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Goats vs. Cows (Milk): You might not know what you're missing

Updated on June 6, 2009

When I was 18 years old, I ended up in Urgent Care because every time I ate, I got sick. I dropped a lot of weight in a very short period of time. After several tests for bacteria and parasites, the doctors found that I was severely allergic to lactose. Herein was the answer to a childhood filled with pain and sickness. I couldn’t digest it. It would ferment inside of me and when it went bad, I would get really sick. They didn’t have to tell me twice!

It’s not easy being allergic to dairy or being lactose-intolerant. Even in this amazing society and time that we live in with all kinds of foods prepared without common allergens, how’s a girl going to enjoy a slice of pizza? Soy cheese just doesn’t cut it! Add a gluten-intolerance on top of it and you have frustration with food choices! Do you want to know what the sad thing is? Most people are allergic (or sensitive) to both dairy and gluten and they don’t even know it. They suffer from a host of digestive upsets, inflammation, maybe arthritis, eczema, ear infections, or asthma, and they don’t know that the elimination of these inflammatory and aggravating foods could eliminate their discomfort. Again, that’s an article for another time… but think about it. Are you really feeling WELL? All the time?

Goat's Milk

What I want to tell you about is the beauty of goat’s milk. I was scared to try goat cheese, though my craving for cheese had gotten more and more intense. Those who know me know that I really listen to my cravings and satisfy them, lest I deprive myself (shudder). So, I had soy cheese and almond cheese and they’re okay. I guess. But I wanted flavor! Sharpness, tartness, texture! Venturing into a Whole Foods one day, I picked out a goat cheese and asked for a sample. It was amazing. (It was called Drunken Goat Cheese, by the way.) I bought some. As all food allergy tests go, I ate some and waited three days for a reaction. Nothing. I ate it again and waited three days. I was loving this! Almost a year later, I happily eat goat cheese many times a week and love it!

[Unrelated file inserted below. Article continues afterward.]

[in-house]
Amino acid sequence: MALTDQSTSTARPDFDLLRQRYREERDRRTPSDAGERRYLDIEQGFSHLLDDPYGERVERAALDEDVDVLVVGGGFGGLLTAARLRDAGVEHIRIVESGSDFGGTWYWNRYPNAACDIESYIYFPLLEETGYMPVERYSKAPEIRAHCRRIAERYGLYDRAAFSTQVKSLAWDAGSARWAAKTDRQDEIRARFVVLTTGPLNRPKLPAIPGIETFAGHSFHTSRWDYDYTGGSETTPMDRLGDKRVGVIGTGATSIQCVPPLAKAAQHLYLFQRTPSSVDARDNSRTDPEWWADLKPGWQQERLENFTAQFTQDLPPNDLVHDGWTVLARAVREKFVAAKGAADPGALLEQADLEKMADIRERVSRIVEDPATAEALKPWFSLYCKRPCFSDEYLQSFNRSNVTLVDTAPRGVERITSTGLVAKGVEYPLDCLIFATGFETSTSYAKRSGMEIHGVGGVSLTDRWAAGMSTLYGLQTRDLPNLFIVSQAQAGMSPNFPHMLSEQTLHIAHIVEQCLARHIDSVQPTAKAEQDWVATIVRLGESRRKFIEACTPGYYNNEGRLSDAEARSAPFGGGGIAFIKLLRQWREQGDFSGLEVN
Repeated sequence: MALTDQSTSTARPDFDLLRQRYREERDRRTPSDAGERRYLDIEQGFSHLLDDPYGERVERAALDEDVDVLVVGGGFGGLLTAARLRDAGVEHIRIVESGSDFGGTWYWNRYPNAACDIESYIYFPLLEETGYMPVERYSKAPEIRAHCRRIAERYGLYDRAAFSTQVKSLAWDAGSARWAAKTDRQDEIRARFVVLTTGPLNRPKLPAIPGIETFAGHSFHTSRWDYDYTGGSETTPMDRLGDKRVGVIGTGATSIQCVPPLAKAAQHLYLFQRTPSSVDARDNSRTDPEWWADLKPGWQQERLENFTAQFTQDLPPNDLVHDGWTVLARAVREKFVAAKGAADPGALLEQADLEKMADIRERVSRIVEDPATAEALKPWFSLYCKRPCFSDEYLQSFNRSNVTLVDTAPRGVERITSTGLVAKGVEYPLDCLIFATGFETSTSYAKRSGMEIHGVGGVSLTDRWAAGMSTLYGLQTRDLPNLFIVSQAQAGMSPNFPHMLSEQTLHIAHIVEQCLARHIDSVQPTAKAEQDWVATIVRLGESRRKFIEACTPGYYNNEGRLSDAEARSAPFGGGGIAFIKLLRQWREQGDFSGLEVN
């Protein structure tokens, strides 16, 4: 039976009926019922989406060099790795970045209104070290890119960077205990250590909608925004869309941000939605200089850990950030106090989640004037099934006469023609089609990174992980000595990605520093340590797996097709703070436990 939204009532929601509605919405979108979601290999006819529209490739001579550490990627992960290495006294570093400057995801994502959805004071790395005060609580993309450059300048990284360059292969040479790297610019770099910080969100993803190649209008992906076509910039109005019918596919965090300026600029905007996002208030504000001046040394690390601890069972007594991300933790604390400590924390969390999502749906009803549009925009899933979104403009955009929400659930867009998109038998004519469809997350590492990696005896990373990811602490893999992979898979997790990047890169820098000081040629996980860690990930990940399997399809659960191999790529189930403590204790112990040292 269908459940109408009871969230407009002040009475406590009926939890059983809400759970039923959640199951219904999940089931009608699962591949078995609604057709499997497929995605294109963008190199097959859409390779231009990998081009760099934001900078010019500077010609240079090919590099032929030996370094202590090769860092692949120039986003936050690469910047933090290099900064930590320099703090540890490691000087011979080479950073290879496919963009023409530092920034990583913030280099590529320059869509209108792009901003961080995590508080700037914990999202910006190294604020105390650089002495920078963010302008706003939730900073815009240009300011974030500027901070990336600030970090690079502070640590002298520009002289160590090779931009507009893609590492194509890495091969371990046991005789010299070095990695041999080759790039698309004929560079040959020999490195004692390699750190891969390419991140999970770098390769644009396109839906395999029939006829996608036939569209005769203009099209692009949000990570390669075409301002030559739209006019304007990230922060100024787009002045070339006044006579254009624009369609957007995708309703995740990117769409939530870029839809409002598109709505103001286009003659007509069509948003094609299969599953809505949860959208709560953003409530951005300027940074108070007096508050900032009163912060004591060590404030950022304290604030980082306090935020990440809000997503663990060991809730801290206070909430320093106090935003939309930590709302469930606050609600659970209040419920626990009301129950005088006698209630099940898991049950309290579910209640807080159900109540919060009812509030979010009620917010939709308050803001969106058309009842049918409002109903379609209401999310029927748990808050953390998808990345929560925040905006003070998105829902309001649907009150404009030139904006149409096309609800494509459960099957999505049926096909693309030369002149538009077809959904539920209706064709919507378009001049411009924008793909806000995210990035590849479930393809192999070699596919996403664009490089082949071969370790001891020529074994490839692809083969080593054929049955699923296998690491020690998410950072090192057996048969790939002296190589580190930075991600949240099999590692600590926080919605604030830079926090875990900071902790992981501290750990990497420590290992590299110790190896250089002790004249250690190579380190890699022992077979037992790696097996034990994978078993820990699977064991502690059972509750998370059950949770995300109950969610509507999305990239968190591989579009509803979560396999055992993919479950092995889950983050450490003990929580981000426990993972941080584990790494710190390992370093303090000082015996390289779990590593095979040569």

I have SO MANY dairy alternatives for almost any cow’s dairy you crave, but I really want to address the health benefits of goat’s milk and why it’s a great alternative!

For one, it’s considered the “superior alternative” for children and adults rather than milk (Pitchford, 2002). On a global scale, goat’s milk is consumed more than cow’s milk. Our society is just different in that it prefers cow’s milk. Revered in Egypt, Greek mythology, China, France, and much of Europe, goat’s milk has a long history of health benefits and purity. And for some this may be news, but low-fat and non-fat dairy products are really refined and denatured, not giving your body what it needs. These products are missing the fat and enzymes that are necessary for calcium absorption. So, yes, dairy contains a lot of calcium; just make sure it has the fat so that you can actually absorb it! So if you choose the cow over the goat, please opt for full-fat, organic and non-homogenized. (Why not homogenized? It can set up the scene for fatty deposits on the arteries due to the entrance of the enzyme xanthine oxidase into the vascular system.)


Across many cultures, goat’s milk has been used to treat many conditions:

  •     Weakened conditions
  •     Convalescent conditions
  •     Emacation
  •     Malnutrition
  •     Anemia
  •     Stomach ulcers
  •     Nervous exhaustion
  •     Loss of energy
  •     Enriching intestinal flora (relieving constipation)
  •     Diarrhea


Making the Case for the Goat:

Cleanliness. If you can’t afford the organic milk products at the market, goat dairy is a great alternative because goats are generally more clean and healthy than cows, which means that they are not given antibiotics or other drugs like cows are given regularly.

Mucus. Most people know that consuming cow’s dairy when sick will increase the mucus production and isn’t advisable. However, this isn’t the case for goat’s dairy, which has a unique astringency that prevents (most) mucus formation!

Weight. Goat’s milk normalizes body weight for both under- and over-weight individuals.

Digestion. People with digestive troubles who avoid dairy (usually while avoiding gluten as well) experience a lot of freedom from these problem; gas, bloating, and diarrhea just being a handful of them. The structure of the fat in goat’s milk is more digestible, naturally homogenized, and contains more nutrients than cow’s milk. Where cow’s milk has a harder curd with large fat globules, goat’s milk has softer curd and smaller fat globules, which equals greater digestibility.

Nutrients. Goat’s milk is ten (10) times higher in fluorine, which build immunity, strengthens bones, protects teeth and unfortunately, is lost during pasteurization. I know there is a lot of fear around raw milk products, but consider it, if you are so inclined!

What to Expect!